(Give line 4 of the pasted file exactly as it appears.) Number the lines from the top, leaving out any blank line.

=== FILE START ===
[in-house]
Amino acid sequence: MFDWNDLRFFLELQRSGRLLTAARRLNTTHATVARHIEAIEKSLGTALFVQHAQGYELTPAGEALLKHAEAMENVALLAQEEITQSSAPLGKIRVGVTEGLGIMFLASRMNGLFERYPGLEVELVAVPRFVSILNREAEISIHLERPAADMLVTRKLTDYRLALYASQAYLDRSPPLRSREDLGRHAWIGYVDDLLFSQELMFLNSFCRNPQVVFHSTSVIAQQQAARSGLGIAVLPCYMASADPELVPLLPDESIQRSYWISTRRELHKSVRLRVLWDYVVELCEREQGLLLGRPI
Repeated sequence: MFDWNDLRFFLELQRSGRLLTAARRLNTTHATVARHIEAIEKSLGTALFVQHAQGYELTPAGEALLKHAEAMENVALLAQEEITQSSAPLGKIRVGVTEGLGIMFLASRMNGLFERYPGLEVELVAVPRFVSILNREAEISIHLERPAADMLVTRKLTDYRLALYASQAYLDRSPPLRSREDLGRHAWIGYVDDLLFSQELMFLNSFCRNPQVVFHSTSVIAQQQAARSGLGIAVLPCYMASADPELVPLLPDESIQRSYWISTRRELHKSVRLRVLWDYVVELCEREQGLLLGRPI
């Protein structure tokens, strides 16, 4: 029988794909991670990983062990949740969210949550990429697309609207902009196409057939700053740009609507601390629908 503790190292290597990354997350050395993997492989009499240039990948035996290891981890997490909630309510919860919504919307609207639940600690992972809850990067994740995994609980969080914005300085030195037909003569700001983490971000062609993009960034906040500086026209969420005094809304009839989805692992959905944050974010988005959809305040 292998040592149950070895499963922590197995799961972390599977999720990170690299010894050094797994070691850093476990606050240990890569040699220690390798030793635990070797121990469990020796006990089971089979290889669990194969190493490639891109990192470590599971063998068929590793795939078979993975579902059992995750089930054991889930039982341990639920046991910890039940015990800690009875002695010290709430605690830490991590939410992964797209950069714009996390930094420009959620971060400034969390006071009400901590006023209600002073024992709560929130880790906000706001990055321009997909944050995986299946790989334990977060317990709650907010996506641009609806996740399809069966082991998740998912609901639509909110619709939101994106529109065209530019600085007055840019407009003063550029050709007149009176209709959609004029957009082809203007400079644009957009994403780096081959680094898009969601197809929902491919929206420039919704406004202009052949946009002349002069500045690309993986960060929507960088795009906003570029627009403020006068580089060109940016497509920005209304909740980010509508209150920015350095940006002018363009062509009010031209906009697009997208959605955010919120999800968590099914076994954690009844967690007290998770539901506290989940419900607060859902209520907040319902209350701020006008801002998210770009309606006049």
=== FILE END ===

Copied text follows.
């Protein structure tokens, strides 16, 4: 029988794909991670990983062990949740969210949550990429697309609207902009196409057939700053740009609507601390629908 503790190292290597990354997350050395993997492989009499240039990948035996290891981890997490909630309510919860919504919307609207639940600690992972809850990067994740995994609980969080914005300085030195037909003569700001983490971000062609993009960034906040500086026209969420005094809304009839989805692992959905944050974010988005959809305040 292998040592149950070895499963922590197995799961972390599977999720990170690299010894050094797994070691850093476990606050240990890569040699220690390798030793635990070797121990469990020796006990089971089979290889669990194969190493490639891109990192470590599971063998068929590793795939078979993975579902059992995750089930054991889930039982341990639920046991910890039940015990800690009875002695010290709430605690830490991590939410992964797209950069714009996390930094420009959620971060400034969390006071009400901590006023209600002073024992709560929130880790906000706001990055321009997909944050995986299946790989334990977060317990709650907010996506641009609806996740399809069966082991998740998912609901639509909110619709939101994106529109065209530019600085007055840019407009003063550029050709007149009176209709959609004029957009082809203007400079644009957009994403780096081959680094898009969601197809929902491919929206420039919704406004202009052949946009002349002069500045690309993986960060929507960088795009906003570029627009403020006068580089060109940016497509920005209304909740980010509508209150920015350095940006002018363009062509009010031209906009697009997208959605955010919120999800968590099914076994954690009844967690007290998770539901506290989940419900607060859902209520907040319902209350701020006008801002998210770009309606006049």